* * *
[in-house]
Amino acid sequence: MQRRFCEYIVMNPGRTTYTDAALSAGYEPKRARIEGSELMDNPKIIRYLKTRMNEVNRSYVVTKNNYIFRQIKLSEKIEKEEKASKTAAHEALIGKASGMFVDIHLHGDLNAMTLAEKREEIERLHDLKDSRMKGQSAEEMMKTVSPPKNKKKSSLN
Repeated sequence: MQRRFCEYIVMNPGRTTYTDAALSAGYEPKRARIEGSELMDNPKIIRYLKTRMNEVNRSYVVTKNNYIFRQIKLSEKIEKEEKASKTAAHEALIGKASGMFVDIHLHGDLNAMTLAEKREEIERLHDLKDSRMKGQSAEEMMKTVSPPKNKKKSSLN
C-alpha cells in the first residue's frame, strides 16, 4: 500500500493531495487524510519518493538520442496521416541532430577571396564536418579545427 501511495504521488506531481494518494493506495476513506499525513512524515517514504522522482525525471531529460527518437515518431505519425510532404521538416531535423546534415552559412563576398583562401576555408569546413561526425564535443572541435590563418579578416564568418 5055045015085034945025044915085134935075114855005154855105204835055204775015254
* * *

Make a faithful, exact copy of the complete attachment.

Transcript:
[in-house]
Amino acid sequence: MQRRFCEYIVMNPGRTTYTDAALSAGYEPKRARIEGSELMDNPKIIRYLKTRMNEVNRSYVVTKNNYIFRQIKLSEKIEKEEKASKTAAHEALIGKASGMFVDIHLHGDLNAMTLAEKREEIERLHDLKDSRMKGQSAEEMMKTVSPPKNKKKSSLN
Repeated sequence: MQRRFCEYIVMNPGRTTYTDAALSAGYEPKRARIEGSELMDNPKIIRYLKTRMNEVNRSYVVTKNNYIFRQIKLSEKIEKEEKASKTAAHEALIGKASGMFVDIHLHGDLNAMTLAEKREEIERLHDLKDSRMKGQSAEEMMKTVSPPKNKKKSSLN
C-alpha cells in the first residue's frame, strides 16, 4: 500500500493531495487524510519518493538520442496521416541532430577571396564536418579545427 501511495504521488506531481494518494493506495476513506499525513512524515517514504522522482525525471531529460527518437515518431505519425510532404521538416531535423546534415552559412563576398583562401576555408569546413561526425564535443572541435590563418579578416564568418 5055045015085034945025044915085134935075114855005154855105204835055204775015254